Brain and eye combined monitoring breakthrough could lead to fewer road accidents

July 8, 2013, Engineering and Physical Sciences Research Council
Brain and eye combined monitoring breakthrough could lead to fewer road accidents
An eye-tracking, brain monitoring experiment in progress. The infra-red camera is on the small black console on the desk in front of the main PC screen.

Latest advances in capturing data on brain activity and eye movement are being combined to open up a host of 'mindreading' possibilities for the future. These include the potential development of a system that can detect when drivers are in danger of falling asleep at the wheel.

The research has been undertaken at the University of Leicester with funding from the Engineering and Physical Sciences Research Council (EPSRC), and in collaboration with the University of Buenos Aires in Argentina.

The breakthrough involves bringing two recent developments in the world of technology together: high-speed eye tracking that records in unprecedented detail using cutting-edge infra-red cameras; and high-density electroencephalograph (EEG) technology that measures with millisecond precision through electrodes placed on the scalp.

The research has overcome previous which made it difficult to monitor eye movement and simultaneously. The team has done this by developing novel signal processing techniques.

This could be the first step towards a system that combines brain and eye monitoring to automatically alert drivers who are showing signs of drowsiness. The system would be built into the vehicle and connected unobtrusively to the driver, with the EEG looking out for that only occur in the early stages of sleepiness. The would reinforce this by looking for erratic gaze patterns symptomatic of someone starting to feel drowsy and different from those characteristic of someone driving who is constantly looking out for hazards. Fatigue has been estimated to account for around 20 per cent of on the UK's motorways.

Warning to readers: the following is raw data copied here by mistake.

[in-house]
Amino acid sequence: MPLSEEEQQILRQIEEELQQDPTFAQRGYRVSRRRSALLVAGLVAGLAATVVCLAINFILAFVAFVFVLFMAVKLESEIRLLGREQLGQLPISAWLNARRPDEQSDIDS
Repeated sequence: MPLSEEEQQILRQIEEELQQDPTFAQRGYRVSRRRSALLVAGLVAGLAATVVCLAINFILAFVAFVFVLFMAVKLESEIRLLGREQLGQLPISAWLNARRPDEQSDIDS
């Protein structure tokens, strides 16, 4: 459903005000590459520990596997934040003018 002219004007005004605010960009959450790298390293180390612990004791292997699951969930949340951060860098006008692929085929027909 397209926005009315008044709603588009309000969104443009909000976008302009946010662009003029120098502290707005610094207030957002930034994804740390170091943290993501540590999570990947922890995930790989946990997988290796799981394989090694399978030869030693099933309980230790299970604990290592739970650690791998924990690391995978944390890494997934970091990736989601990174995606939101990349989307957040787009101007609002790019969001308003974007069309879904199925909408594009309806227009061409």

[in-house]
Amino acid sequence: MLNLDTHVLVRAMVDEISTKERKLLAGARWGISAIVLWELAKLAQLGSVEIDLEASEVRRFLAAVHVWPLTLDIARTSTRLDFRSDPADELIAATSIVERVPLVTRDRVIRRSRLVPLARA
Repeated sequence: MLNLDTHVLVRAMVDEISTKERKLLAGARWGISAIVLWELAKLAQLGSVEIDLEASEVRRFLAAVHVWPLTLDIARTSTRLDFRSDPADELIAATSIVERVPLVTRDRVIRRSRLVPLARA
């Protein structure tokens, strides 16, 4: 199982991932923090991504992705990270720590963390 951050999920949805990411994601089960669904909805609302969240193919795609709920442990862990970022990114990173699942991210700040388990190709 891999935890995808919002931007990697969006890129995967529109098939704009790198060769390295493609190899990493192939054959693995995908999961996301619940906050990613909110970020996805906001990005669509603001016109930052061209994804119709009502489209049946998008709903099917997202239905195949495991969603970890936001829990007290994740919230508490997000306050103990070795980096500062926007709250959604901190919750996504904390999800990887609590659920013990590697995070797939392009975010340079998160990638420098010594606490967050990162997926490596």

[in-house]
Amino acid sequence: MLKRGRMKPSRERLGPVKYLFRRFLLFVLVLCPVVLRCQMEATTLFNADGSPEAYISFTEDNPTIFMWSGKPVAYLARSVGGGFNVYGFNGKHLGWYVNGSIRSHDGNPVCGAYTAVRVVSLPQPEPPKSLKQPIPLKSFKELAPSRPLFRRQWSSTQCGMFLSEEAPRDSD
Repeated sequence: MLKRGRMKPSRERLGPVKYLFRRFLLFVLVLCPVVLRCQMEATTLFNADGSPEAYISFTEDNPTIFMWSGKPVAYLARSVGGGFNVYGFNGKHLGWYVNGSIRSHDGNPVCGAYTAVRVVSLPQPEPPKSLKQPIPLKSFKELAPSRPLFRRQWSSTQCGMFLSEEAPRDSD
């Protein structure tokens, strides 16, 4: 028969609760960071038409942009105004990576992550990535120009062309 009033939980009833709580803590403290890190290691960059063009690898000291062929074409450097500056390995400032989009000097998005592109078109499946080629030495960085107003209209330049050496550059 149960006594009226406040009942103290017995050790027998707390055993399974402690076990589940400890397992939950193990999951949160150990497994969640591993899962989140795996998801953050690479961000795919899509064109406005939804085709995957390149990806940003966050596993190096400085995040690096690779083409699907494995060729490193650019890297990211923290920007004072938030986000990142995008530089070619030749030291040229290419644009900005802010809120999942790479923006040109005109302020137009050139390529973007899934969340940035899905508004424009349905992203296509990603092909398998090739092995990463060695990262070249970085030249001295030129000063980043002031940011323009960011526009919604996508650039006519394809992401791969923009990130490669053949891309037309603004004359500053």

The breakthrough achieved by the University of Leicester could also ultimately be built on to deliver many other everyday applications in the years ahead. For example:

  • Computer games of the future could dispense with the need for the player to physically interact with any type of console, mouse or other hand-operated system. Instead, eye movement and brain activity data would be collected and processed to indicate what action the player wants to take. By distinguishing the tiny differences in various types of brain activity, the EEG would identify the precise action the player desires (e.g. run, jump or throw), while the eye movement data would show exactly where on the screen the player was looking when they had this thought. This information could be combined to enable the correct action to occur. An unobtrusive headset would be all that would be required to capture the necessary data.
  • People who have no arm functionality could move their wheelchairs simply through their eye movements. These movements could be tracked and the corresponding brain activity analysed to identify when these indicate a desire to move in a certain direction. This would then automatically activate a steering and propulsion mechanism that would drive the wheelchair to that place.
  • The breakthrough could also provide the basis for improved tests to diagnose dyslexia and other reading disorders. Current tests revolve around a rapid succession of single words flashed onto a computer screen, with the resulting brain activity monitored by EEG. The new technique could enable the person being tested to move their eyes and read longer passages of text in a natural way, making the tests much more realistic and revealing.
  • With the basic concept now demonstrated successfully, the team aim to continue their work and eventually develop software that, in real time, automatically monitors both eye movement and brain activity.
  • Dr Matias Ison, who has led the research, says: "Historically, eye-tracking and EEG have evolved as independent fields. We have managed to overcome the challenges that were standing in the way of integrating these technologies. This is already leading to a much better understanding of how the brain responds when the eyes are moving. Monitoring the alertness of drivers is just one of many potential applications for this work. Building on the foundation provided by our EPSRC-funded project, we hope to see the first of these starting to become feasible within the next three to five years."

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